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My main questions: FileWithSave handles its saving itself, but delegates it to a repository object. This allows implementation details to be available without being present in the API when saving (transpose this to a Mail sending API as well, available for send but not public). Is this OK in terms of OOP practices? Are there any maintainence gotchas I'm missing? Does it need reorganization?

Without save:

package com.example.external;

public interface File {
    /**
     * Get the unique identifier.
     *
     * @return unique identifier.
     */
    String getId();

    /**
     * Get the file name.
     *
     * @return file name.
     */
    String getName();

    /**
     * Sets name for the file.
     *
     * @param name file name.
     */
    void setName(String name);

    /**
     * Get the file size.
     *
     * @return file size.
     */
    Long getSize();
}

Without save implementation:

package com.example.internal;

public class FileImpl implements File {
    // I don't want it in my public signature but I want it when I'm saving for some reason :(
    private Something somethingPrivate;
    private final String id;
    private final String name;
    private final Long size;

    public FileImpl(String id, Long size) {
        this.id = id;
        this.size = size;
    }

    public String getId() {
        return id;
    }

    public String getName() {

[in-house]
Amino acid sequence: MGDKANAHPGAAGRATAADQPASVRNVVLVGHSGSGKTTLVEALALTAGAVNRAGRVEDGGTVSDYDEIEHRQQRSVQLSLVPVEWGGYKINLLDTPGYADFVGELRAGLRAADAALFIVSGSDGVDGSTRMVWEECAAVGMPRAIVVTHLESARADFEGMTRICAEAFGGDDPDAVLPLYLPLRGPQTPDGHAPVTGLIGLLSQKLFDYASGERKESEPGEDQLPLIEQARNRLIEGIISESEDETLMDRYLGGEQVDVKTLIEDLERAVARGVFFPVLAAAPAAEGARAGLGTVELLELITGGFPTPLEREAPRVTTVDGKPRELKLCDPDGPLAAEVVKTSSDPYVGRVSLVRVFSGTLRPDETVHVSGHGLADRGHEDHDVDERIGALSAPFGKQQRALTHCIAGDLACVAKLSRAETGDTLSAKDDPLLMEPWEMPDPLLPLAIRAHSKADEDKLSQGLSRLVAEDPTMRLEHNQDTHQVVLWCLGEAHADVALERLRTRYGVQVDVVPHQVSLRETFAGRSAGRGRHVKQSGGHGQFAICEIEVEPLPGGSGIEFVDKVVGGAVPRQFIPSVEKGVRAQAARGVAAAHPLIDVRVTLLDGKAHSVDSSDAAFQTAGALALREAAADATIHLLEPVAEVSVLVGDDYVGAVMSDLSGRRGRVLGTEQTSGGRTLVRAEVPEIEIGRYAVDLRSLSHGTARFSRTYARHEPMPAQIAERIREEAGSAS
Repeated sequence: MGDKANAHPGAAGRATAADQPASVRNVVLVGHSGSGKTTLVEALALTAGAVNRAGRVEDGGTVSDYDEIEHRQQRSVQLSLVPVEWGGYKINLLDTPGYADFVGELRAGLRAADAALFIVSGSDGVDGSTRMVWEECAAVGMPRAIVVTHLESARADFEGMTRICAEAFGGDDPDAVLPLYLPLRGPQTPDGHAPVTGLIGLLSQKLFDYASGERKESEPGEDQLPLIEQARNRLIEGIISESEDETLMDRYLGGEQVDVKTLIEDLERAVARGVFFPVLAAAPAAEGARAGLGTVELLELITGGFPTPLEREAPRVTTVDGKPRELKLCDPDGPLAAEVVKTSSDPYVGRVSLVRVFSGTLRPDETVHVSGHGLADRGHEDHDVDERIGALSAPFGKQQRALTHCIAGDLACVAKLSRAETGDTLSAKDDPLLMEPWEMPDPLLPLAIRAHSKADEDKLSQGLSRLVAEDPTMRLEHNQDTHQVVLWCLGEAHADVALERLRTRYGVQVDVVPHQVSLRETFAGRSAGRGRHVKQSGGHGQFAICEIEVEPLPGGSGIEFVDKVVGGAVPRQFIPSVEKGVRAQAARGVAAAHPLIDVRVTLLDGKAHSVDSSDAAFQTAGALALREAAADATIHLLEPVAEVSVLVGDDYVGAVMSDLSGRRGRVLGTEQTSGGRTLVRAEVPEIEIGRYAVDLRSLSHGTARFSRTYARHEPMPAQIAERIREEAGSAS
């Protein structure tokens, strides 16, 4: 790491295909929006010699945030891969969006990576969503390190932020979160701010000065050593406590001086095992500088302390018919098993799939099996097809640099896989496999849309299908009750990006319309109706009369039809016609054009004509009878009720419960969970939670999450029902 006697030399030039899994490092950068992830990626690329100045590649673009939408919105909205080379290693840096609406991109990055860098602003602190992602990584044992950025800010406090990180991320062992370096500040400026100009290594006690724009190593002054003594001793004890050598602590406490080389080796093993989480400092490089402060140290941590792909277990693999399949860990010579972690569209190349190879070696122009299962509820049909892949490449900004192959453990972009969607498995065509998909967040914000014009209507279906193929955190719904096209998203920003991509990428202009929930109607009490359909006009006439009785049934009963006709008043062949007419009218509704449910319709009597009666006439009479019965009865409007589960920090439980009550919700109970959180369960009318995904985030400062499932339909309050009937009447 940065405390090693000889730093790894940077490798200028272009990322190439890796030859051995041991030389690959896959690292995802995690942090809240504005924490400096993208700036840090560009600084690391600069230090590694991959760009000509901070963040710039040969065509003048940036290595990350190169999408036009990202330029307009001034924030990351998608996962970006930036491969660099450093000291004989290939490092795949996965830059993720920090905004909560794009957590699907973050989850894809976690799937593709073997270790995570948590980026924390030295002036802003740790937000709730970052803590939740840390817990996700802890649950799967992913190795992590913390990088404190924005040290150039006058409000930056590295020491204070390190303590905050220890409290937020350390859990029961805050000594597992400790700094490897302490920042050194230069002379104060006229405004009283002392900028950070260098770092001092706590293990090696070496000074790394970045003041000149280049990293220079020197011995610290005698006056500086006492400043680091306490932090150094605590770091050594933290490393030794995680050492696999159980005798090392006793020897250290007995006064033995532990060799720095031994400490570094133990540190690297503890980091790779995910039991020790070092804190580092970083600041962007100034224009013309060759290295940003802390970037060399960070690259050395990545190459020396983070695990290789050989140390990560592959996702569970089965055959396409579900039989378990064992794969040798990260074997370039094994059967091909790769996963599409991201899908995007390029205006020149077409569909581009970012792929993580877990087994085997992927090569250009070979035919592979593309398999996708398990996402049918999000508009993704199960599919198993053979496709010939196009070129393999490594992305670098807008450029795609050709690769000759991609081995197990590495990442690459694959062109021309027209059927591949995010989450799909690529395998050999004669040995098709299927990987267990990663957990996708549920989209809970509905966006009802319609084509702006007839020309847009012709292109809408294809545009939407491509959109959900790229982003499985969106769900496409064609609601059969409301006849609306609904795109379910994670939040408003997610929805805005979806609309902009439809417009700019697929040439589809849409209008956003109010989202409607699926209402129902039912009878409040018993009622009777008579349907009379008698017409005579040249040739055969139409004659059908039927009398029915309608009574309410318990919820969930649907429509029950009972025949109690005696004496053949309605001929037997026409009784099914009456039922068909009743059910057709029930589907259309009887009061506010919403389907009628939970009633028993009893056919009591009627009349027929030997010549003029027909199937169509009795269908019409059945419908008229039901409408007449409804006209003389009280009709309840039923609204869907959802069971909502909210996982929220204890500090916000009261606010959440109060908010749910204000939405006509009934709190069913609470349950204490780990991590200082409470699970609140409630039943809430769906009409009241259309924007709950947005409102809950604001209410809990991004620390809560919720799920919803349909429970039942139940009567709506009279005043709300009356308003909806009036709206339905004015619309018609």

return name;
    }

    public void setName(String name) {
        this.name = name;
    }

    public Long getSize() {
        return size;
    }
}

Repository for File:

package com.example.external;

public interface FilingCabinet {
    /**
     * Get a file from the cabinet.
     *
     * @param id unique identifier.
     * @return file.
     */
    File get(String id);

    /**
     * Store a file in the cabinet.
     *
     * @param file.
     */
    void store(File file);
}

Without save client sample code:

FilingCabinet cabinet = room.getFilingCabinet();
File file = cabinet.get("my-unique-id");
file.setName("my-new-name");
cabinet.store(file);

With save:

package com.example.external;

public interface FileWithSave extends File {
    /**
     * Save the changes.
     */
    File store();
}

With save implementation:

package com.example.internal;

public class FileWithSaveImpl implements FileWithSave {
    private Something somethingPrivate;
    private final String id;
    private final String name;
    private final Long size;
    private final PrivateFilingCabinet repo;

    public FileWithSaveImpl(String id, Long size, PrivateFilingCabinet repo) {
        this.id = id;
        this.size = size;
        this.repo = repo;
    }

    @Override
    public String getId() {
        return id;
    }

    @Override
    public String getName() {
        return name;
    }

    @Override
    public void setName(String name) {
        this.name = name;
    }

    @Override
    public Long getSize() {
        return size;
    }

    @Override
    public void store() {
        repo.save(this);
    }
}

Wrapper class:

package com.example.external;

/**
 * Wraps PrivateFilingCabinet and injects PrivateFilingCabinet in FileWithSave object.
 */
public interface Secretary {
    /**
     * Get the file for someone.
     *
     * @param unique identifier.
     * @return file.
     */
    FileWithSave getFile(String id);
}

Repository injected in to FileWithSave and not part of the public API package:

package com.example.internal;

public interface PrivateFilingCabinet {
    /**
     * Get a file from the cabinet.
     *
     * @param id unique identifier.
     * @return file.
     */
    FileWithSaveImpl get(String id);

    /**
     * Store a file in the cabinet.
     *
     * @param file.
     */
    void store(FileWithSaveImpl file);
}

With save client sample code:

FileWithSave file = company.getSecretary().getFile("my-unique-id");
file.setName("my-new-name");
file.store();